My Doom

I’m the loser who’s seen every video-game movie.

The face of Doom 

As I approach my 28th birthday, I spend a lot of time thinking about what I have to show for my life. The answer I usually come up with is: not that much. Well, there is one thing. I’ve seen every movie based on a video game.

It started in high school, when that was a fairly easy task. Just four movies, one night’s work. Mortal Kombat had come out in theaters, and my friends and I rented the other three: Double Dragon, Street Fighter, and the one that started it all, Super Mario Bros. Why did we do it? By that time I had started to lose interest in video games, so the only explanation I can offer is that when you don’t have a girlfriend and don’t drink, you have to get creative. The other guys didn’t stay awake past the scene in Double Dragon where Alyssa Milano has on short shorts, but I toughed it out. It was a weird night. Who cast the British Bob Hoskins and Hispanic John Leguizamo as Italian brothers? And did Raul Julia really have to shout “Game over!” at the climax of Street Fighter?

When it was over, I patted myself on the back—I had complete command of the video-game movie microgenre. Little did I know that what seemed like a cinematic curiosity would become an epidemic. When Doom comes out this week, it will be, by my count, the 20th video-game movie. Since the four we watched that first night, there have been eight game adaptations, three sequels, and, of course, the Pokémon quintology. And I’ve seen all of them. Even the Pokémons. I did eventually make some rules to alleviate my suffering. I only watch the ones that screen in American theaters and are the first published media based on the property. For example, Teenage Mutant Ninja Turtles was a video game before it was a movie but was an animated television show and a comic before that, so it doesn’t count. The Wizard? That was an advertisement for an entire video game system, not an individual game. (Of course, I’ve seen it anyway.) Myrules also disqualify a lot of weird Japanese straight-to-video imports that I’m scared to watch.

Lots of people take potshots at video-game adaptations without thinking about how difficult they are to make. Any filmmaker can adapt something that has an actual story. But the directors of video-game movies have to get by with one of two strategies: They can either lose cred with gamers by making stuff up and claiming it’s “based loosely” on the game—I’m looking at you, Final Fantasy—or they can waste time creating convoluted explanations for all the game’s weird details. Ever wonder why Mario and Luigi can jump so high? In Super Mario Bros., we learn that they got hydraulic jumping boots from a fat lady in an alternate universe. And how did the Street Fighter gang get their colorful outfits? The whole movie revolves around how each character—there are at least a dozen—trades in his everyday attire for whatever weird costume they wore in the game. (I should add that there’s a video-game version of the Street Fighter movie. So, it’s Street Fighter: The Movie: The Game. If that doesn’t blow your mind, I don’t know what will.)

With all the mockery they hear, it’s not surprising that video-game auteurs can get snooty. Simon West, the director of Lara Croft: Tomb Raider, once explained that his movie is “on a much higher level” than the Indiana Jones series because it’s about “new age mysticism … rather than fighting a bunch of Nazis and being scared of rats and things like that.” I’ll remind you that Tomb Raider is a movie in which the already well-endowed Angelina Jolie had to pad her boobs.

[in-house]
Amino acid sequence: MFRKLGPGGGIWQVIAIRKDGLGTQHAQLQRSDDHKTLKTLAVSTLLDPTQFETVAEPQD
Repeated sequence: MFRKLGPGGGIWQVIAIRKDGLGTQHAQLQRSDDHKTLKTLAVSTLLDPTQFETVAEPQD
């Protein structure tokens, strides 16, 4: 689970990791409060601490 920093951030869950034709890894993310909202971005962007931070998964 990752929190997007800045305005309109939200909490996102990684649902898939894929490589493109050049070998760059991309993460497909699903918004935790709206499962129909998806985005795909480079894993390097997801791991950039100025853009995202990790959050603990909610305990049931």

The genre’s foremost champion, though, is Uwe Boll, who’s directed two movies based on gamesand has two more in the can, with plans for three others announced. Considering that Boll’s first two such efforts, House of the Dead and Alone in the Dark, both rank among IMDb’s 50 worst-reviewed titles, it’s a wonder he keeps getting investors—maybe there’s some special loophole in the German tax code just for video-game movies. Need proof that Boll’s movies are bad? Well, consider that in House of the Dead there’s no actual house. On the DVD commentary, he proudly explains that this is because the movie is a “prequel.”

But give Boll credit. House of the Dead is something of a cinematic landmark because it uses footage from the video game to transition between scenes. The new Doom movie goes a step further. As you may have seen in the trailer, there’s a scene shot in the game’s trademark first-person perspective. It’s nice that they cared enough to do it that way, but I can’t imagine that the game’s fans really care. When I go to the movies, I don’t want to feel like I’m holding a controller in front of the TV; otherwise, I’d just stay home and play the game. When they adapt a book, do they try to make it seem like you’re reading?

Doom isn’t a great movie, but the plot, which has something to do with mutants on Mars, almost makes sense and sticks reasonably close to the source material. Besides, there are only two or three really stupid scenes. That qualifies it as the best video-game movie ever made, at least until Peter Jackson helps make a movie based on Halo. (For my up-to-the minute, all-time video-game movie rankings, click here.)

When this trend started, I thought Hollywood would get sick of video games after awhile. But it’s not happening. Now they’re making movies out of games I’ve never even heard of. (What system did Alone in the Dark come out on, Atari Jaguar?)Watching every video-game movie may be lame, but it’s not as lame as giving up after Doom. Anyway, I figure that in 50 years the line between games and movies will be so blurry that the whole idea of a video-game movie will be moot. Then, my mission will finally be complete. Or, as Raul Julia would say, “Game over!”